The acquisition parameters are shown in Table 1. The streamer length was approximately 6 km (∼3.73 mi) in an environment with huge submarine canyons and cliffs with bathymetric variation of up to approximately 400 m (∼1300 ft) (Figure 1). Such an acquisition survey might compromise the rays, resulting in target zone poor illumination. Poor illumination was also observed at the greatest depths because of natural energy absorption and a low contribution from the far-offset data because of the short cable length.
Figure 1. Submarine canyons showing the complex bathymetry of the study area, which impact the seismic imaging of the reservoir zone.
To obtain better images from the subsurface, the seismic data were processed using a specific workflow. The complete flowchart is presented in Figure 2. The complete seismic processing history is not described in this paper. However, two main steps that were used to achieve considerable analytical improvements are highlighted: water column statics (WCS) correction and velocity model building (VMB). The WCS correction was applied to compensate for velocity changes in the water column caused by salinity, temperature, and density. As for VBM, the initial step applied was a tomographic model. Then, a tilted transversal isotropic model was obtained from the tomographic approach, along with three seismic and well data inversions (Bakulin et al., 2010). To decrease the well-to-seismic misties, the anisotropy models were updated based on well markers.
Figure 2. Seismic processing workflow applied for improved seismic imaging. 3-D = three-dimensional.
An important strategy was adopted in the data processing to prevent the velocity model from following sea-floor variation or creating “bull eyes” in the final model, which consisted of building the velocity model starting with the low frequencies and then refining it by adding the higher frequencies in each round of tomography. Occasionally, the tomographic signal was lost, converging to a local minimum because of poor illumination associated with the highly complex sea-floor topography.
Seismic Data Preconditioning
Seismic data usually contain random and coherent noise. This noise may be caused by acquisition design, preprocessing, and migration (Chopra and Marfurt, 2007). Nevertheless, some of those problems can be mitigated through poststack processing before generating seismic attributes.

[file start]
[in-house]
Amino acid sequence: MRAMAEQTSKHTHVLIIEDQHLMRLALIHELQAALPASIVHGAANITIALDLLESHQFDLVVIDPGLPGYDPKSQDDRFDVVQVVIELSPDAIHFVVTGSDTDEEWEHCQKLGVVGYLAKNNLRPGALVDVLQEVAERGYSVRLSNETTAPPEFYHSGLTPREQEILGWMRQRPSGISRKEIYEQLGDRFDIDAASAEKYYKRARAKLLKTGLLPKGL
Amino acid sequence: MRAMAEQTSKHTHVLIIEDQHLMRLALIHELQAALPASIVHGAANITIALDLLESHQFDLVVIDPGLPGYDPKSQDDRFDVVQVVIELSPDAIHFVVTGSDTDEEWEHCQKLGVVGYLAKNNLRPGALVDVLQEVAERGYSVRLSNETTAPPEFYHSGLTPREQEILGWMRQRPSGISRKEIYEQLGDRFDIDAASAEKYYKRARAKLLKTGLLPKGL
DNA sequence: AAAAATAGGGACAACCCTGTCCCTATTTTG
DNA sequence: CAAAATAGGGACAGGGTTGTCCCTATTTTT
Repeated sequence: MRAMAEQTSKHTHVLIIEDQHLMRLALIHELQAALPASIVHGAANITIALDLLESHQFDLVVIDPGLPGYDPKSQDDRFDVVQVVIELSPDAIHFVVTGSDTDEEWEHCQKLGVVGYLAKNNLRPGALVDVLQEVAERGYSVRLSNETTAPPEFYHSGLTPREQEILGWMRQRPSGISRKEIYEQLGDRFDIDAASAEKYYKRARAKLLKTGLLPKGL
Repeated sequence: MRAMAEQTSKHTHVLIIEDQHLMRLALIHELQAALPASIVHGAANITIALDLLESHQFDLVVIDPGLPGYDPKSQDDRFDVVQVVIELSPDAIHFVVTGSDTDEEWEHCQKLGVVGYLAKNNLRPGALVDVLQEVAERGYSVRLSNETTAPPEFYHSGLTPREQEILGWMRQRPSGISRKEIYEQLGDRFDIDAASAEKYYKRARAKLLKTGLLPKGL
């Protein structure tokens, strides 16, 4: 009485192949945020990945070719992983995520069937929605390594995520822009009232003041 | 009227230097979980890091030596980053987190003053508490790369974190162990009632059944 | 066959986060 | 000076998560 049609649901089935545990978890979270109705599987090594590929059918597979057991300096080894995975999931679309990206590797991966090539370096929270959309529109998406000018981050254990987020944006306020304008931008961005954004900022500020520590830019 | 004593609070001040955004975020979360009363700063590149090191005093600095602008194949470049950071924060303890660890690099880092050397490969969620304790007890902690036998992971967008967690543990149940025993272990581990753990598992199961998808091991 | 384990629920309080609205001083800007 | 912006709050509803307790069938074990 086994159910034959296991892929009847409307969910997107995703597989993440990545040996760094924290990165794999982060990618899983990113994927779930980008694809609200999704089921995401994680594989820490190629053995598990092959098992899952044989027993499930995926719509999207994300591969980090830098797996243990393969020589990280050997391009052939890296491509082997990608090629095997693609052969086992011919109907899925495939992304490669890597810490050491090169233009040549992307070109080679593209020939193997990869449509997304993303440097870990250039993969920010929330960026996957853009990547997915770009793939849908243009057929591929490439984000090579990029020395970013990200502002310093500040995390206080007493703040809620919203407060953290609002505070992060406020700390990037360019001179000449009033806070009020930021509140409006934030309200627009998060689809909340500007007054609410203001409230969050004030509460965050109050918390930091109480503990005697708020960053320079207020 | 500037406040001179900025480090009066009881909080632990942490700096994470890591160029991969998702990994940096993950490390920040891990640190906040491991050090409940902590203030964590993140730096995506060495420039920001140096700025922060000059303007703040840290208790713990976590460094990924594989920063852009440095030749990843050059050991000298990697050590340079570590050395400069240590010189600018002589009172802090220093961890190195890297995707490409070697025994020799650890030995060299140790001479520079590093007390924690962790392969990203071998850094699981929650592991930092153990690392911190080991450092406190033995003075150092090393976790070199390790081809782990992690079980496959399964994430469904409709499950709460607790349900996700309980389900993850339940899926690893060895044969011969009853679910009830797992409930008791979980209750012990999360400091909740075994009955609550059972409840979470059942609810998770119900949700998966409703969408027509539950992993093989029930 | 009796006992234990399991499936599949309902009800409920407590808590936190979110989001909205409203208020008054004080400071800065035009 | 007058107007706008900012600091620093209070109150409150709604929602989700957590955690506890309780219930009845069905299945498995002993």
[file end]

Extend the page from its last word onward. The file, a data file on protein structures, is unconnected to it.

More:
The seismic migration data were preconditioned through two stages, each having different objectives. First, a structurally oriented filtering was applied to improve the signal-noise ratio, which can make the seismic reflector more continuous, and better define faults. Then, spectral enhancement was used to improve vertical resolution (Zhou et al., 2014). As shown in Figure 3, these steps preserved the original dominant frequency and accentuated the preexisting frequencies, thereby increasing bandwidth and improving the vertical resolution.
Figure 3. (A) Original seismic section. (B) Seismic section after application of the structurally oriented filtering. (C) Seismic section after application of the spectral enhancement. It is possible to notice the increase of the seismic resolution after preconditioning and better definition of layers as shown in the red boxes.
Information obtained from prestack inversion may facilitate the identification of facies within the target zone. The use of elastic attributes to optimize spectral decomposition can increase the reliability for identification of lithology and fluid type (Jesus and Takayama, 2016). In this study, prestack inversion was used to discriminate sands from shales, and spectral decomposition was performed, only considering the dominant frequency value corresponding to the sand zones.
When elastic attributes, such as Vp and Vs, acoustic impedance (Ip), and density, are known, predictions of petrophysical parameters, characterization of rock heterogeneity and complexity, as well as their uncertainty associated with theoretical modeling are the main objectives of rock physics inversion (Grana and Della Rossa, 2010). A combination of rock physics inversion and seismic inversion facilitates estimation of petrophysical properties (Grana, 2016), and when petrophysical properties and their uncertainties can be estimated, it is possible to assess the probable facies occurrence (Xu et al., 2016).
Seismic inversion attributes (Ip and Vp/Vs) and lithological information from the wells were used to obtain facies and fluid probabilities (FFP) through Bayesian inference (Pendrel et al., 2017; Schwedersky et al., 2017). The FFP helped in the uncertainty analysis for reservoir evaluation. Three volumes resulting from FFP analysis based on the construction of probability density functions on an Ip and Vp/Vs crossplot were generated: good-quality sandstone reservoir, poor-quality sandstone reservoir, and shale.
Conventional spectral decomposition methodologies consider horizon slices or time slices to optimize their results. However, geologic complexity inhibits the accuracy of these conventional approaches. Focusing solely on the reservoir area, elastic inversion attributes were used to optimize spectral decomposition and increase the reliability of results, assisting in the interpretations (Veeken and Da Silva, 2004). Then, a sensitivity study was performed using the top and base of the interpreted horizons from the elastic inversion result, as well as the seismic volume following structurally oriented filtering and spectral enhancement, to calculate the maximum negative amplitude and dominant frequency. With the maximum negative amplitude and dominant frequency attributes (Figure 4), both the discovery well and the first appraisal well locations were evaluated. Based on the maximum negative amplitude map, both wells are in a strong negative amplitude zone, but the signal is weaker for the appraisal well.